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Grape Compound May Help Curb Cancer

Lab findings add to growing evidence of resveratrol's anti-cancer potential, both alone and as an adjunct to radiation therapy

by Craig Weatherby

Resveratrol's Metabolic Rewards

In addition to its known anti-cancer properties, resveratrol can extend the life spans of yeasts and flies, which suggests its potential as an anti-aging agent useful in delaying age-related human diseases.

Most recently, experiments in rats showed that large doses of resveratrol can improve the physiological factors underlying metabolism-driven conditions like diabetes, dementia, and cardiovascular disease.

(See “Red Wine Constituent Gives Mice Radical Metabolic Makeovers.”)

But the doses needed to produce positive metabolic effects in rodents were huge.

Unless scientists succeed in current attempts to create a more potent synthetic counterpart, resveratrol's powerful anti-aging potential may remain more hypothetical than practical.

Red-purple grapes and red wine feature a promising antioxidant factor called resveratrol.

New findings add to the already substantial animal and lab evidence of resveratrol's potential as an anti-cancer food factor.

In animal and cell studies, resveratrol blocks the process of cancer creation and growth at various stages.

Resveratrol is one of the polyphenol antioxidants abundant in grapes, berries, tea, red cabbage, eggplant, beans, whole grains, and cocoa.

It occurs in all grapes and berries (and peanuts)which produce it to fight off fungibut is most abundant in blue, red, and purple grapes.

Grape agent sickens pancreatic cancer cells, leaves healthy cells alone

Good news for lovers of grapes, grape juice, and red wine comes from researchers at the University of Rochester Medical Center.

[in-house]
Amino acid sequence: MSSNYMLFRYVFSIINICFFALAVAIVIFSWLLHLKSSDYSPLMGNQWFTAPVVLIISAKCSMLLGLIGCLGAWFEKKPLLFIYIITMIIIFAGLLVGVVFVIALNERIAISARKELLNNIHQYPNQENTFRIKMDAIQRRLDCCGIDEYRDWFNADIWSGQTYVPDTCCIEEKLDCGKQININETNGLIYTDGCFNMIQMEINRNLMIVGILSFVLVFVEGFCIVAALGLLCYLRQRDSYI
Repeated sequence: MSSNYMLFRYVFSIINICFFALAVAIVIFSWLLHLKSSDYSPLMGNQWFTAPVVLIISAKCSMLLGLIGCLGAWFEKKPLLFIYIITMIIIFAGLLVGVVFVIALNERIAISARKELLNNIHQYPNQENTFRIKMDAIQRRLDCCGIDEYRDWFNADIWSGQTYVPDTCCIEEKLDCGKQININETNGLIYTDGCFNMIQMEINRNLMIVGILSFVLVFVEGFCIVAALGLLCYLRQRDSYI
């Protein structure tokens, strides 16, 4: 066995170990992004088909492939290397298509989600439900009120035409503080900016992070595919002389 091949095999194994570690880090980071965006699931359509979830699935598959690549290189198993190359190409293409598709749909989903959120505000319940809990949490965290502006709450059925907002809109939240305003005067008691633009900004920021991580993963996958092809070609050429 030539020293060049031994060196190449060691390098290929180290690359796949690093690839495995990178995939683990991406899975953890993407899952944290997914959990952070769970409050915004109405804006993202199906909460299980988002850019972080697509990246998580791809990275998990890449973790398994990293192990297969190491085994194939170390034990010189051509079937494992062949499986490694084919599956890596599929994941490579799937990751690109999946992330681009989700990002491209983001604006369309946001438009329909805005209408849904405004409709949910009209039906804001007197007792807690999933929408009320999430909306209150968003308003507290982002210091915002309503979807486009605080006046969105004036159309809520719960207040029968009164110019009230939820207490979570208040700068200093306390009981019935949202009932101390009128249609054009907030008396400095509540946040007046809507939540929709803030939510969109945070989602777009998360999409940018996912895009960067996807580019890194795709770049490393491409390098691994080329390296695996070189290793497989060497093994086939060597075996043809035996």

Previous studies have shown that resveratrol can prevent cancer-promoting damage to cellular DNA, thanks to its anti-inflammatory effects, antioxidant powers, and its ability to stimulate detoxification genes and suppress internally generated carcinogens (Gatz SA, Wiesmüller L 2008).

Yet despite intense scientific interest in the anti-cancer potential of natural antioxidants, some physicians are concerned that dietary antioxidants might actually protect tumors.

Fortunately, the results of a new study showed that resveratrol increases the damage that radiation therapy does to malignant cells while protecting normal tissue from its harmful effects.

Antioxidants vs. cancer: A double-edged sword?

As we noted, some doctors fear that dietary antioxidants might actually protect tumors. This concern stems from three facts:

  • Immune system cells sometimes attack cancer cells by emitting free radicals: the unstable oxygen compounds that antioxidants normally neutralize.
  • Much of the damage done to cancer cells by radiation therapy comes from the free radicals generated by ionizing radiation. (Compared with healthy cells, cancer cells are usually more vulnerable to free radicals.)
  • Many antioxidants—including resveratrol—can, in the presence of metal ions such as copper,  become “pro-oxidants” that break cellular DNA.

But new research indicates that their pro-oxidant effects could explain many of the anti-cancer and cancer-preventive properties of plant polyphenols such as resveratrol (de la Lastra CA, Villegas I 2007).

And as the new study shows with regard to selective disabling of cancer cells' mitochondria, this pro-oxidant effect of polyphenols probably occurs only (or primarily) in cancer cells.

This hypothesis is supported by the well-documented anti-cancer effects of polyphenol-rich fruit extracts on tumors in animals and cell tests.

As team leader Paul Okunieff, M.D. put it, “Resveratrol seems to have a therapeutic gain by making tumor cells more sensitive to radiation and making normal tissue less sensitive” (UR 2008).

What's more, Dr. Okunieff's team found that resveratrol selectively cripples the cellular energy centers (mitochondria) of pancreatic cancer cells, while leaving healthy cells untouched.

The mitochondria of healthy and cancer cells alike contain their own DNA, and can supply the cell with energy as long as the DNA is intact, allowing these minuscule organelles to function properly.